“It’s a Trap!”- 6 common financial mistakes after graduation
After 4 years of hard work, college is finally over and it’s time to start your career, and pay back your student loan debt.
You would think that having a disposable income would make it easy to start accruing savings and paying off loans. However, there are many mistakes that recent graduates make that endanger their financial stability when becoming young professionals. The financial lifestyle and habits you establish now will set the stage for your financial future. Here six common traps to avoid as a recent graduate.
1. Not having a budget. Simply put, don't spend more than you make. Calculate the amount of money you're taking home after taxes, then figure out how much money you can afford to spend each month while contributing to your savings. Be sure to factor in recurring expenses such as student loans, monthly rent, utilities, groceries, transportation expenses and car loans. You can use an online budgeting tool, such as Money Manager, to track your spending and create your budget.
Your emergency fund should amount to three to six months’ worth of living expenses.
2. Forgoing an emergency fund. Make it a priority to set aside the equivalent of three to six months' worth of living expenses. Start putting some money away immediately, no matter how small the amount. A bank savings account is a smart place to stash your cash for a rainy day.
3. Paying bills late - or not at all. Each missed payment can hurt your credit history for up to seven years, and can affect your ability to get loans, the interest rates you pay on loans, and your ability to get a job or rent an apartment. Consider setting up automatic payments for regular expenses like student loans, car payments, and phone bills.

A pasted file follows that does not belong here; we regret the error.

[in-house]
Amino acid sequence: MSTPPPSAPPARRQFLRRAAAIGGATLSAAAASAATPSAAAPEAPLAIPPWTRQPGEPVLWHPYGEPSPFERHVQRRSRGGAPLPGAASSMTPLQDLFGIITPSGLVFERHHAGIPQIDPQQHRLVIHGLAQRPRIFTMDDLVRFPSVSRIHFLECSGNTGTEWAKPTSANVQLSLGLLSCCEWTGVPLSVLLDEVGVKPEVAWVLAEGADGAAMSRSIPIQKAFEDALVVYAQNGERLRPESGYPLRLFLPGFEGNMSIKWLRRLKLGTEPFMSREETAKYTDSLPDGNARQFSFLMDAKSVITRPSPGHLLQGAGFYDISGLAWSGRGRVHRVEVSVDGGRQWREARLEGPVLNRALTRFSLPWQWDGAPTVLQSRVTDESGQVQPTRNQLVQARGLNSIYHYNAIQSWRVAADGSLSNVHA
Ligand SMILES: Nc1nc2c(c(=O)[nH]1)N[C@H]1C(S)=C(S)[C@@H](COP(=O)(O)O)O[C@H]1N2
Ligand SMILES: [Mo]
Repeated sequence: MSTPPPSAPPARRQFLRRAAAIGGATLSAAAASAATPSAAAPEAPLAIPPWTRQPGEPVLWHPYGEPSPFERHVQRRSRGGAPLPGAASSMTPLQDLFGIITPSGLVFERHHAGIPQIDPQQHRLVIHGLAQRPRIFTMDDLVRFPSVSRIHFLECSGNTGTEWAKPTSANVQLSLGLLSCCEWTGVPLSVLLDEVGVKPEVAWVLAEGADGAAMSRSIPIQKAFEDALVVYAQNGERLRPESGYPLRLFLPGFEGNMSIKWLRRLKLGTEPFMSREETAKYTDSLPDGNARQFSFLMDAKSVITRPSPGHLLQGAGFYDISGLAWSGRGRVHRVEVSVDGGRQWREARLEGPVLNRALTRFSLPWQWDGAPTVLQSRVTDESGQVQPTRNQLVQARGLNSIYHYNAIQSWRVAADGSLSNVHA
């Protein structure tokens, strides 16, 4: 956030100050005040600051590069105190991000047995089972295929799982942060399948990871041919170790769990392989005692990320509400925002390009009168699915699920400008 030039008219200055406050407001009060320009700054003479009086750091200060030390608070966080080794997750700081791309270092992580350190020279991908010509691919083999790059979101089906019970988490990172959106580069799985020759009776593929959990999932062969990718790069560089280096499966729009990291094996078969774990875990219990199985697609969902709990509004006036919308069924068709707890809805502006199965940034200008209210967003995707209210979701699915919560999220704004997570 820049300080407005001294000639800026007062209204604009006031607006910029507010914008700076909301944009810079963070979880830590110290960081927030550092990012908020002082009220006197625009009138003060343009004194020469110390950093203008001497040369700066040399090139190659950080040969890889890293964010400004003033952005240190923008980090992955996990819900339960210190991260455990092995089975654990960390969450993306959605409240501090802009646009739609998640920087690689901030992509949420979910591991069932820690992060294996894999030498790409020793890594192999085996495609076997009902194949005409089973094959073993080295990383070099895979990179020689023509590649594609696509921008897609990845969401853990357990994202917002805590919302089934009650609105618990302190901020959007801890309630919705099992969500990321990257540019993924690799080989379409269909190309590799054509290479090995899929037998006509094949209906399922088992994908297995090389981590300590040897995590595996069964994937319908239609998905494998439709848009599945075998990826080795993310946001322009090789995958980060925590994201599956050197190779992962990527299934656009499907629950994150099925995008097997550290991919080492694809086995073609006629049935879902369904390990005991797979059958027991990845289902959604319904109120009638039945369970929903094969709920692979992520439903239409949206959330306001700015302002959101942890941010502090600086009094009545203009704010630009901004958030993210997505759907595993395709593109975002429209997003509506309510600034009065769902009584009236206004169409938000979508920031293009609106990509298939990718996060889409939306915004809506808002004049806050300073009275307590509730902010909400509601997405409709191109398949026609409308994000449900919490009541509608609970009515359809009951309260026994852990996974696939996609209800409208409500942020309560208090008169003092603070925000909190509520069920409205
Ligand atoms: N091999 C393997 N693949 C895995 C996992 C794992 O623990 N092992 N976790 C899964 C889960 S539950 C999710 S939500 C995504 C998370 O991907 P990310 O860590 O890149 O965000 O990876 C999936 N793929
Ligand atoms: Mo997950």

4. Racking up debt. Understand the responsibilities and benefits of credit. Shop around for a card that best suits your needs, and spend only what you can afford to pay back. It's a great tool if you use it responsibly.
5. Not thinking about the future. It may seem odd since you're just beginning your career, but now is the best time to start planning for your retirement. Contribute to your employer's 401(k) or similar account, especially if there is a company match. Invest enough to qualify for your company's full match - it's free money.
6. Ignoring help from your bank. Most banks offer online, mobile, and text banking tools to manage your account night and day. Use these tools to check balances, pay bills, deposit checks, monitor transaction history and track budgets.
At Central Bank your financial future is very important to us and we're here to help you kick start your finances on the path to success. As always, feel free to reach out to us for any financial questions or concerns you may have. We are more than a financial institution. We are a trusted resource, and we're here to help you.
American Bankers Association
The information provided in these articles is intended for informational purposes only. It is not to be construed as the opinion of Central Bancompany, Inc., and/or its affiliates and does not imply endorsement or support of any of the mentioned information, products, services, or providers. All information presented is without any representation, guaranty, or warranty regarding the accuracy, relevance, or completeness of the information.